A man convicted in the 1980 killings of two people was scheduled to die Wednesday in what would be Arizona’s third execution since it started carrying out the death penalty in May after a nearly eight-year hiatus.
Murray Hooper, 76, is scheduled to die by lethal injection at the state prison in Florence for his murder convictions in the killings of William “Pat” Redmond and his mother-in-law, Helen Phelps.
Authorities say the killings were carried out at the behest of a man who wanted to take over Redmond’s printing business.
The courts rebuffed attempts by Hooper’s lawyers to postpone the execution and order fingerprint and DNA testing on evidence from the killings.
His lawyers said Hooper is innocent, that no physical evidence ties him to the killings and that testing could lead to identifying those responsible. They say Hooper was convicted before computerized fingerprint systems and DNA testing were available in criminal cases.
They also asked the U.S. Supreme Court to review his claim that authorities had until recently withheld that Redmond’s wife, Marilyn, who survived being shot in the head during the attack, had failed to identify him in a photo lineup. However, authorities say that claim is based on a mistake a prosecutor made in a letter to the state’s clemency board and now insist that no such lineup was shown to Marilyn Redmond.
She later identified Hooper in an in-person lineup and testified against him at his trial.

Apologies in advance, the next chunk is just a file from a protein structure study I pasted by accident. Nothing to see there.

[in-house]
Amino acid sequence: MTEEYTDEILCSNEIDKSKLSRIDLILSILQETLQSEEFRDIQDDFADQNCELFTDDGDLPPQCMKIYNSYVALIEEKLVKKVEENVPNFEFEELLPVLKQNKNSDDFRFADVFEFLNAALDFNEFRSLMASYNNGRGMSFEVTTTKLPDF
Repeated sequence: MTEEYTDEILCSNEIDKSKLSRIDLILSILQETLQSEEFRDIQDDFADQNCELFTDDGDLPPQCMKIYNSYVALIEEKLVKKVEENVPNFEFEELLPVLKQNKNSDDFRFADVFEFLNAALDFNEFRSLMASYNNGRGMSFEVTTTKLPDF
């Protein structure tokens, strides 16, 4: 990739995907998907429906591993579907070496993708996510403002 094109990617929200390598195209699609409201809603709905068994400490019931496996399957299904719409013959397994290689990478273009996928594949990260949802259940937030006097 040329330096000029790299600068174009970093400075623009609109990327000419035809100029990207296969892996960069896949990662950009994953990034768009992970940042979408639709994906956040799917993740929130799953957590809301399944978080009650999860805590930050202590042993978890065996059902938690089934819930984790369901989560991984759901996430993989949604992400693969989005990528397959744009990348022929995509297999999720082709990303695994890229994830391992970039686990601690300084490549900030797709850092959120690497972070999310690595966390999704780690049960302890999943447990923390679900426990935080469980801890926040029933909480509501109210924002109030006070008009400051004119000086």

Authorities say Hooper and two other men forced their way into the Redmond home on Dec. 31, 1980. The three victims were bound, gagged, robbed and shot in the head.
Two other men, William Bracy and Edward McCall, were convicted in the killings but died before their death sentences could be carried out.
Authorities say Robert Cruz, who was alleged to have had ties to organized crime, hired Hooper, Bracy and McCall to kill Pat Redmond, who co-owned a printing business. They said Cruz wanted to take over the business and was unhappy that Redmond had rejected his offers to enter several printing contracts with Las Vegas hotels, according to court records. Cruz was acquitted of murder charges in both deaths in 1995.
Hooper’s lawyers say Marilyn Redmond’s description of the assailants changed several times before she identified their client, who said he was not in Arizona at the time. They also raised questions about the benefits received by witnesses who testified against Hooper, including favorable treatment in other criminal cases.
Arizona did not carry out the death penalty for nearly eight years after criticism that a 2014 execution was botched and because it encountered difficulty obtaining lethal injection drugs. No other executions are currently scheduled in the state.
Arizona has 111 people on death row, 22 of whom have exhausted their appeals, according to the state attorney general’s office.